By expanding renewable energy and improving energy efficiency, energy-related carbon-dioxide (CO2) emissions globally could be reduced by 70% by 2050 and completely phased out by 2060, according to new findings from the International Renewable Energy Agency (IRENA).
IRENA’s “Perspectives for the Energy Transition: Investment Needs for a Low-Carbon Energy Transition” presents the case that increased deployment of renewable energy and energy efficiency in G20 countries and around the world can achieve emissions reductions needed to keep the global temperature rise to no more than 2 degrees C, as laid out in the Paris Agreement.
“The Paris Agreement reflected an unprecedented international determination to act on climate,” explains Adnan Z. Amin, director-general of IRENA. “The focus must be on the decarbonizion of the global energy system, as it accounts for almost two-thirds of greenhouse-gas emissions.
“Critically, the economic case for the energy transition has never been stronger,” Amin continues. “Today, around the world, new renewable power plants are being built that will generate electricity for less cost than fossil-fuel power plants. And through 2050, the decarbonization can fuel sustainable economic growth and create more new jobs in renewables.”
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Overall, though the investment needed for decarbonizing the energy sector is substantial – an additional $29 trillion until 2050 – it amounts to a small share (0.4%) of global GDP, the agency points out.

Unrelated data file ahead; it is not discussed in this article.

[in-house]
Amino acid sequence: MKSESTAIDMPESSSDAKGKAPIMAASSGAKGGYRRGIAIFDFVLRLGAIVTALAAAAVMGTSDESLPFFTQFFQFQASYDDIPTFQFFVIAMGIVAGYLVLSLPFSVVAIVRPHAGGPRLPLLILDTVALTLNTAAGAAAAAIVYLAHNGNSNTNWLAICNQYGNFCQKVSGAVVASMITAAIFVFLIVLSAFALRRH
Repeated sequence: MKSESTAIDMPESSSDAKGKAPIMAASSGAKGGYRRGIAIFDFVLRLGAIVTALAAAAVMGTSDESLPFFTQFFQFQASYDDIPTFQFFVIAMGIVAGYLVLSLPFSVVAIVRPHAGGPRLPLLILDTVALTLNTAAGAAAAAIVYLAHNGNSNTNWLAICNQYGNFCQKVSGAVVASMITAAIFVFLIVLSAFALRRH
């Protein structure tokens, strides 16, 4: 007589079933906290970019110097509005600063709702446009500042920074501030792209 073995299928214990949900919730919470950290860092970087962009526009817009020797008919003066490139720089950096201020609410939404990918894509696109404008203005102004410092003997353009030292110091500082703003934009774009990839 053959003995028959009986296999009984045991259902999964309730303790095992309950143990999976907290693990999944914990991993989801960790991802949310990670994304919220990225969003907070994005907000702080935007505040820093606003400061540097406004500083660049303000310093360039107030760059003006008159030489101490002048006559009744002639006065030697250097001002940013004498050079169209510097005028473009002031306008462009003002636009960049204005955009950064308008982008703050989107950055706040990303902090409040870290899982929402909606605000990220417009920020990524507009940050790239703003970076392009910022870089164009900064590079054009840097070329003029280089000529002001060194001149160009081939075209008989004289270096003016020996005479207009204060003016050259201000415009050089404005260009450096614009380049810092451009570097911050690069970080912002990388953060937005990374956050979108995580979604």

Furthermore, IRENA’s macroeconomic analysis suggests that such an investment would create a stimulus that, together with other pro-growth policies, could accomplish as follows:
- Boost global GDP by 0.8% in 2050;
- Generate new jobs in the renewable energy sector (and in energy efficiency) that would more than offset job losses in the fossil-fuel industry; and
- Improve human welfare through additional environmental and health benefits, thanks to reduced air pollution.
Globally, 32 gigatons of energy-related CO2 were emitted in 2015. The report states that emissions will need to fall continuously to 9.5 gigatons by 2050 to limit warming to no more than 2 degrees above pre-industrial temperatures. Further, 90% of this emissions reduction can be achieved through expanding renewable energy deployment and improving energy efficiency, says IRENA.
According to the agency, renewable energy now accounts for 24% of global power generation and 16% of primary energy supply, but to achieve decarbonization, the report says, by 2050, renewables should be 80% of power generation and 65% of total primary energy supply.
The report also describes how the energy sector transition needs to go beyond the power sector into all end-use sectors: Renewables need to account for the majority of power generation in 2050 – based on continued rapid growth, especially for solar and wind power – in combination with enabling grids and new operating practices.
“We are in a good position to transform the global energy system,” Amin warns, “but success will depend on urgent action, as delays will raise the costs of decarbonization.”
Greg Muttitt, senior advisor at Oil Change International, adds in a statement, “The clear conclusion is that governments must act now to begin a managed decline of the fossil-fuel industry – a process that is both achievable and affordable with clean energy.”
The full report can be downloaded here.